The Review of Austrian Economics, 16:4, 309–326, 2003.
2003 Kluwer Academic Publishers. Manufactured in The Netherlands.
Networks, Law, and the Paradox of Cooperation
BRYAN CAPLAN email@example.com
EDWARD STRINGHAM firstname.lastname@example.org
Department of Economics, San Jose State University, San Jose, CA 95192
Abstract. There is a tension between libertarians’ optimism about private supply of public goods and skepticism
of the viability of voluntary collusion (Cowen 1992, Cowen and Sutter 1999). Playing off this asymmetry, Cowen
(1992) advances the novel argument that the “free market in defense services” favored by anarcho-capitalists
is a network industry where collusion is especially feasible. The current article dissolves Cowen’s asymmetry,
showing that he fails to distinguish between self-enforcing and non-self-enforcing interaction. Case study evidence
on network behavior before and after antitrust supports our analysis. Furthermore, libertarians’ joint beliefs on
public goods and collusion are, contrary to Cowen and Sutter (1999), theoretically defensible.
KeyWords: networks, anarcho-capitalism, collusion
JEL classiﬁcation: L13, K42, L15.
Cowen and Sutter (1999) argue that libertarian doubts about the viability of collusion are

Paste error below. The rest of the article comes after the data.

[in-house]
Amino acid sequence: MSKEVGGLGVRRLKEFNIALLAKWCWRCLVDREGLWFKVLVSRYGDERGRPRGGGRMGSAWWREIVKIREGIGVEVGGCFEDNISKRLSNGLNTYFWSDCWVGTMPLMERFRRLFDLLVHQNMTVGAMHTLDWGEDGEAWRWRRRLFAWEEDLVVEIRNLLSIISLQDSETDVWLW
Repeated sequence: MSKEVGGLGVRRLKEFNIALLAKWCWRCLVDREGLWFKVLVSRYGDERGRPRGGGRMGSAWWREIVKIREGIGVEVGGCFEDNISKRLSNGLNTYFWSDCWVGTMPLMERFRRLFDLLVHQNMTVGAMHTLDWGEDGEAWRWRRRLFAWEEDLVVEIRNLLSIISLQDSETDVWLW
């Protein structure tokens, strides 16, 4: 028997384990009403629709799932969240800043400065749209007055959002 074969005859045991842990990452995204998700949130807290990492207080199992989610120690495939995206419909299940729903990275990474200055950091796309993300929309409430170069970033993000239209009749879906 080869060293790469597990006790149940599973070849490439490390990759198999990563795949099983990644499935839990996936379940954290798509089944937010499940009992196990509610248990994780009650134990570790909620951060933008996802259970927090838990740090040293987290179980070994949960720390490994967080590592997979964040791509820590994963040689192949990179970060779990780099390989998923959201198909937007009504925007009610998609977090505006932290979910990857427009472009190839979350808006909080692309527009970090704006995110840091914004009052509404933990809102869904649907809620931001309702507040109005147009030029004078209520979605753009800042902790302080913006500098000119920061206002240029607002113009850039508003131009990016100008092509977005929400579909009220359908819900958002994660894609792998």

inconsistent. How, they ask, can free-market economists be simultaneously optimistic about
the private production of public goods, but skeptical about collusion? Collusion is, after
all, a public good vis-a-vis competing ﬁrms. Cowen and Sutter’s challenge may be dubbed
the Paradox of Cooperation: Laissez-faire can cope with either the monopoly or the public
good problem, but not both.
Libertarians who dismiss concerns about collusion are at best
Cowen (1992) goes further by claiming that in so-called network industries, libertarians
are not just over-conﬁdent, but wrong: Laissez-faire leads to monopoly, not competition.
Although his network industry argument poses a challenge for more moderate libertari-
ans too, Cowen primarily employs it to expose the fundamental weakness of the radical
anarcho-capitalist position (Rothbard 1978, Friedman 1989): An excellent example of a
network industry is the very free market in defense services that anarcho-capitalists favor.
In consequence, anarcho-capitalists are sorely mistaken about the consequences of their
ideas if tried.
We maintain that these critiques are thought-provoking but wrong. The dilemmas that
Cowen (1992) and Cowen and Sutter (1999) put forward are artiﬁcial. Cowen’s (1992)
network industry argument neglects the deep contrast between prisoners’ dilemmas and
coordination games; voluntary solutions are self-enforcing for the latter but not the former.
Cowen and Sutter’s (1999) Paradox of Cooperation likewise glosses over major dissim-
ilarities between collusion and traditional public goods. Empirically, moreover, there is